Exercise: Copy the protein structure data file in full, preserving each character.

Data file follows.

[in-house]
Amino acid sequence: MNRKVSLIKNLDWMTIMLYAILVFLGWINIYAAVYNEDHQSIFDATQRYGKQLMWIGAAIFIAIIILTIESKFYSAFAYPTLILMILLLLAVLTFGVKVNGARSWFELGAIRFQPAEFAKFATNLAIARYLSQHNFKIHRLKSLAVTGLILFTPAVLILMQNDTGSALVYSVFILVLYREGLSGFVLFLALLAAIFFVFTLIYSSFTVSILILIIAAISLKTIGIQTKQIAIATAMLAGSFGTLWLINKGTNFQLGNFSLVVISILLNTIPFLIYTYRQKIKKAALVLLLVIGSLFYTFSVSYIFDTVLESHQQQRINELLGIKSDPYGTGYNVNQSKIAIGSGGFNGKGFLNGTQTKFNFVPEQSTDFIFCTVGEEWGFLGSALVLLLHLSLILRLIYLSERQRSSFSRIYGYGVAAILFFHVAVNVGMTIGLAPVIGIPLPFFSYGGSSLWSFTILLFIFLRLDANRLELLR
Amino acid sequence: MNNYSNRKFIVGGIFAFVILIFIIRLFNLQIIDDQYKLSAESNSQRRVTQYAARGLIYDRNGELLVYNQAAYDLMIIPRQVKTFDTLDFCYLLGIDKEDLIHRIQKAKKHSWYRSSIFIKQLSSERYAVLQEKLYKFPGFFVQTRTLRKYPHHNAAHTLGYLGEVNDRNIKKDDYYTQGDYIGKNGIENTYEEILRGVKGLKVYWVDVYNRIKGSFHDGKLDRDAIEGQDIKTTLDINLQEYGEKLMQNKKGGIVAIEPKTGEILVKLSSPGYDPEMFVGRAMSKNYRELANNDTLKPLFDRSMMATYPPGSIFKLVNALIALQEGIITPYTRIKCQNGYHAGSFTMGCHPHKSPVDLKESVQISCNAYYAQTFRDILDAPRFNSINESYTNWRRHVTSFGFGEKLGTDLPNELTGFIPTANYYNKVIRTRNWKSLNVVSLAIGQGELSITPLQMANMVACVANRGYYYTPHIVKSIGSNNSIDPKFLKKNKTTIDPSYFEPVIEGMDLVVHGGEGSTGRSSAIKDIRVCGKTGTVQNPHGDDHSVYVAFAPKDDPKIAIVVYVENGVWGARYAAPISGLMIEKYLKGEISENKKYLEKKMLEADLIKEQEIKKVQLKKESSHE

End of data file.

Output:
[in-house]
Amino acid sequence: MNRKVSLIKNLDWMTIMLYAILVFLGWINIYAAVYNEDHQSIFDATQRYGKQLMWIGAAIFIAIIILTIESKFYSAFAYPTLILMILLLLAVLTFGVKVNGARSWFELGAIRFQPAEFAKFATNLAIARYLSQHNFKIHRLKSLAVTGLILFTPAVLILMQNDTGSALVYSVFILVLYREGLSGFVLFLALLAAIFFVFTLIYSSFTVSILILIIAAISLKTIGIQTKQIAIATAMLAGSFGTLWLINKGTNFQLGNFSLVVISILLNTIPFLIYTYRQKIKKAALVLLLVIGSLFYTFSVSYIFDTVLESHQQQRINELLGIKSDPYGTGYNVNQSKIAIGSGGFNGKGFLNGTQTKFNFVPEQSTDFIFCTVGEEWGFLGSALVLLLHLSLILRLIYLSERQRSSFSRIYGYGVAAILFFHVAVNVGMTIGLAPVIGIPLPFFSYGGSSLWSFTILLFIFLRLDANRLELLR
Amino acid sequence: MNNYSNRKFIVGGIFAFVILIFIIRLFNLQIIDDQYKLSAESNSQRRVTQYAARGLIYDRNGELLVYNQAAYDLMIIPRQVKTFDTLDFCYLLGIDKEDLIHRIQKAKKHSWYRSSIFIKQLSSERYAVLQEKLYKFPGFFVQTRTLRKYPHHNAAHTLGYLGEVNDRNIKKDDYYTQGDYIGKNGIENTYEEILRGVKGLKVYWVDVYNRIKGSFHDGKLDRDAIEGQDIKTTLDINLQEYGEKLMQNKKGGIVAIEPKTGEILVKLSSPGYDPEMFVGRAMSKNYRELANNDTLKPLFDRSMMATYPPGSIFKLVNALIALQEGIITPYTRIKCQNGYHAGSFTMGCHPHKSPVDLKESVQISCNAYYAQTFRDILDAPRFNSINESYTNWRRHVTSFGFGEKLGTDLPNELTGFIPTANYYNKVIRTRNWKSLNVVSLAIGQGELSITPLQMANMVACVANRGYYYTPHIVKSIGSNNSIDPKFLKKNKTTIDPSYFEPVIEGMDLVVHGGEGSTGRSSAIKDIRVCGKTGTVQNPHGDDHSVYVAFAPKDDPKIAIVVYVENGVWGARYAAPISGLMIEKYLKGEISENKKYLEKKMLEADLIKEQEIKKVQLKKESSHE